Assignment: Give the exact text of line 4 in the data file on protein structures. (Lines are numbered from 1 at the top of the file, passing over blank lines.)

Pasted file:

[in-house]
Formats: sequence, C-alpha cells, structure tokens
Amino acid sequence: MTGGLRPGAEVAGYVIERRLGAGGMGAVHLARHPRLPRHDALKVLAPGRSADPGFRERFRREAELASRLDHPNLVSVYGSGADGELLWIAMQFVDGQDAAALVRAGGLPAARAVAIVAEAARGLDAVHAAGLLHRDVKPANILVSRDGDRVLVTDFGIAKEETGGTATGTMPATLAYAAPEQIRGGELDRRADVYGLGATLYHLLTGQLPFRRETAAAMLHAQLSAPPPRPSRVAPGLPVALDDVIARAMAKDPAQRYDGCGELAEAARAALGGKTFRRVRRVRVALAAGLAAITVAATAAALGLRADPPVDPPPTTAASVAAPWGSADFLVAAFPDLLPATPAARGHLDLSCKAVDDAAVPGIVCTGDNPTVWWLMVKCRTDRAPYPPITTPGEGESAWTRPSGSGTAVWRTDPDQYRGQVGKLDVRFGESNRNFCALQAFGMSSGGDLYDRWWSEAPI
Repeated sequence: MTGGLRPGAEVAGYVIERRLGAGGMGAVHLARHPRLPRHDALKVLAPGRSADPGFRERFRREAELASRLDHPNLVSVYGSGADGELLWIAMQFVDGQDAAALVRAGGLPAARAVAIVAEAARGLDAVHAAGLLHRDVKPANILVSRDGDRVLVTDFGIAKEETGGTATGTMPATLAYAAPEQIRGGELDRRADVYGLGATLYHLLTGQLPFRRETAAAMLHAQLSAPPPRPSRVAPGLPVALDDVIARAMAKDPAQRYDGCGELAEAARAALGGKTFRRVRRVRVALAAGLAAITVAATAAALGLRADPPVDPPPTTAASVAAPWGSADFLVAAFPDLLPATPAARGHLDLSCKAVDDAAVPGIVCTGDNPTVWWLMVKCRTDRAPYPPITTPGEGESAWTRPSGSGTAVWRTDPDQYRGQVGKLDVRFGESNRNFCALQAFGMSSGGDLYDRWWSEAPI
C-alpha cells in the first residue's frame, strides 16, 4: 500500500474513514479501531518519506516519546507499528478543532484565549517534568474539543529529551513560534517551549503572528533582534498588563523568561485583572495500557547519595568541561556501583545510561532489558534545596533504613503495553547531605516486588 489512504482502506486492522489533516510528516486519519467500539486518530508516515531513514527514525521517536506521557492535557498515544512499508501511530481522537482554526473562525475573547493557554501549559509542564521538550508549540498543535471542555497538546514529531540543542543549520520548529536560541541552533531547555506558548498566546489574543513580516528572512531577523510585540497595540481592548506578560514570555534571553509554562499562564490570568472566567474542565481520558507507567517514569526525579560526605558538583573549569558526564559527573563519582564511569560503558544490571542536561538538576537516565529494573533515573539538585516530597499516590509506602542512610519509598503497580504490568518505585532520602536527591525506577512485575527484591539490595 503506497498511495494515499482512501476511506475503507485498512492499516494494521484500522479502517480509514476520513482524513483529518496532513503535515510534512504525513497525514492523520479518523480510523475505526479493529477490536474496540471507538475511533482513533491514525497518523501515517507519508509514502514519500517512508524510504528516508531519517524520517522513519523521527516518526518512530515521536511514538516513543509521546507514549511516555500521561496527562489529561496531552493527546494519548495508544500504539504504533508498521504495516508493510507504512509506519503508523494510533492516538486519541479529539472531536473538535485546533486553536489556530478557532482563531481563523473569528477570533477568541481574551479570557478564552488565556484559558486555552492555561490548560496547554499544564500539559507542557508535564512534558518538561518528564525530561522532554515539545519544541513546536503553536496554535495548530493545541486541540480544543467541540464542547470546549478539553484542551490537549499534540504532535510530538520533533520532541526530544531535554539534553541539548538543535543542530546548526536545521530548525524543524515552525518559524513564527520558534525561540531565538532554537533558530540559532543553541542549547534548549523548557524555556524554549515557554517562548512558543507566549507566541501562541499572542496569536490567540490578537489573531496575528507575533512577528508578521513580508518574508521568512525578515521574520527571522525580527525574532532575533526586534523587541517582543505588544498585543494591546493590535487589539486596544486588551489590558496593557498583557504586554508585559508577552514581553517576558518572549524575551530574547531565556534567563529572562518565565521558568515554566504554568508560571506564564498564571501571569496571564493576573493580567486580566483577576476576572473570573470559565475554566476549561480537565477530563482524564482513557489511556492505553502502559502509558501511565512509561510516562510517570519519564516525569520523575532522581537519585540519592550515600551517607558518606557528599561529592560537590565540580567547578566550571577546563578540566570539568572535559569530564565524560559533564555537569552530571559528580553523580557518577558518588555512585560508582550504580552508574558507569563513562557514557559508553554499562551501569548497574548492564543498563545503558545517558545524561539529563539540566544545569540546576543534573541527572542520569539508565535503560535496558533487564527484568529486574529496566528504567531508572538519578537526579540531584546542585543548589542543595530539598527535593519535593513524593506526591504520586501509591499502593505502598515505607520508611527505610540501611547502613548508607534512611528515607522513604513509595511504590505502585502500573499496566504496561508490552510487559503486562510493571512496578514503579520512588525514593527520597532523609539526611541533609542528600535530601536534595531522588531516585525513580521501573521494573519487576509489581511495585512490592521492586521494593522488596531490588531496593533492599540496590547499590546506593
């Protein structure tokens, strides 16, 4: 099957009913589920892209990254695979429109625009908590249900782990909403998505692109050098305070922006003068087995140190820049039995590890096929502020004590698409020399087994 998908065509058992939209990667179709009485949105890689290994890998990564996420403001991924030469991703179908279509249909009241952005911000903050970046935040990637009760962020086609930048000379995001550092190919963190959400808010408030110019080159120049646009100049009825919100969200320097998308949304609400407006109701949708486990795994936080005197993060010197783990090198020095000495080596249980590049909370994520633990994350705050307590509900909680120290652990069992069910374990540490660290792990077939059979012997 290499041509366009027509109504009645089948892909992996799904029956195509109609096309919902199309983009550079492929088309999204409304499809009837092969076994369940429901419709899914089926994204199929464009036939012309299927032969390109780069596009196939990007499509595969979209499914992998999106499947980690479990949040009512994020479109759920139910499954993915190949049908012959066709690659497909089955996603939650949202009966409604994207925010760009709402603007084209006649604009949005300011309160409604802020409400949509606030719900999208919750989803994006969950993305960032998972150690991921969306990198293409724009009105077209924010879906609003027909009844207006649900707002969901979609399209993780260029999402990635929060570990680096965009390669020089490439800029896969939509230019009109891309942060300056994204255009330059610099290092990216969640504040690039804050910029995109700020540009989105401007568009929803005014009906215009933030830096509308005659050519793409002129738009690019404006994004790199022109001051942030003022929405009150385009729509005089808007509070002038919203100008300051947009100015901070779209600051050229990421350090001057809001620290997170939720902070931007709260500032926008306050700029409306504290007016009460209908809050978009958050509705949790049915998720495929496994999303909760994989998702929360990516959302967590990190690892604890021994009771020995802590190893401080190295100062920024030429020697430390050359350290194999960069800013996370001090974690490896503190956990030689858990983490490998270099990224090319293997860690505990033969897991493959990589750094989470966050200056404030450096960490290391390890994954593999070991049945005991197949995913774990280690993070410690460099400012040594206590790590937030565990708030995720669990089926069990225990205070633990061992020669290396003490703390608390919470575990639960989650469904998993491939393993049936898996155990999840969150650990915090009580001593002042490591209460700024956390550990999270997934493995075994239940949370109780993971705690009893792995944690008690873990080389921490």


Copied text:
Repeated sequence: MTGGLRPGAEVAGYVIERRLGAGGMGAVHLARHPRLPRHDALKVLAPGRSADPGFRERFRREAELASRLDHPNLVSVYGSGADGELLWIAMQFVDGQDAAALVRAGGLPAARAVAIVAEAARGLDAVHAAGLLHRDVKPANILVSRDGDRVLVTDFGIAKEETGGTATGTMPATLAYAAPEQIRGGELDRRADVYGLGATLYHLLTGQLPFRRETAAAMLHAQLSAPPPRPSRVAPGLPVALDDVIARAMAKDPAQRYDGCGELAEAARAALGGKTFRRVRRVRVALAAGLAAITVAATAAALGLRADPPVDPPPTTAASVAAPWGSADFLVAAFPDLLPATPAARGHLDLSCKAVDDAAVPGIVCTGDNPTVWWLMVKCRTDRAPYPPITTPGEGESAWTRPSGSGTAVWRTDPDQYRGQVGKLDVRFGESNRNFCALQAFGMSSGGDLYDRWWSEAPI